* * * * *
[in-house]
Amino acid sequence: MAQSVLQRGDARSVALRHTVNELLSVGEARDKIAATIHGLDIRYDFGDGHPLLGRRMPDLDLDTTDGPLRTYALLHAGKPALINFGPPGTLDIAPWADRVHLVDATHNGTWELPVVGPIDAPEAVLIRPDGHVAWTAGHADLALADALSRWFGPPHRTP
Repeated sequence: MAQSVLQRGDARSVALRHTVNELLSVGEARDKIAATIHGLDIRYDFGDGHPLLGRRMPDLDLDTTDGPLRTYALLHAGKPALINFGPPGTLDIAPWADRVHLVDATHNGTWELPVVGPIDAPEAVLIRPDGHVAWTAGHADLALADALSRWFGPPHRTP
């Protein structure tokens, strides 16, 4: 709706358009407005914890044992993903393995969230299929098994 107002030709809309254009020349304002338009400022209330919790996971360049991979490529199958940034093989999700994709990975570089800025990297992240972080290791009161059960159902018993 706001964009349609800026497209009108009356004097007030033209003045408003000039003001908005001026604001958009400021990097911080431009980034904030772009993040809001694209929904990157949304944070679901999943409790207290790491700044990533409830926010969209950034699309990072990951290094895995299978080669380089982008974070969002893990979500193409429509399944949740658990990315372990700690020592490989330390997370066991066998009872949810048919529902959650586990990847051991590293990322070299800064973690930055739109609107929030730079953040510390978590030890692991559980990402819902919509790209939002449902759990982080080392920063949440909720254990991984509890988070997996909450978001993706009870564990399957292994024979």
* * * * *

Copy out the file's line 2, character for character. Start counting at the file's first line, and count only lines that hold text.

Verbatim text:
Amino acid sequence: MAQSVLQRGDARSVALRHTVNELLSVGEARDKIAATIHGLDIRYDFGDGHPLLGRRMPDLDLDTTDGPLRTYALLHAGKPALINFGPPGTLDIAPWADRVHLVDATHNGTWELPVVGPIDAPEAVLIRPDGHVAWTAGHADLALADALSRWFGPPHRTP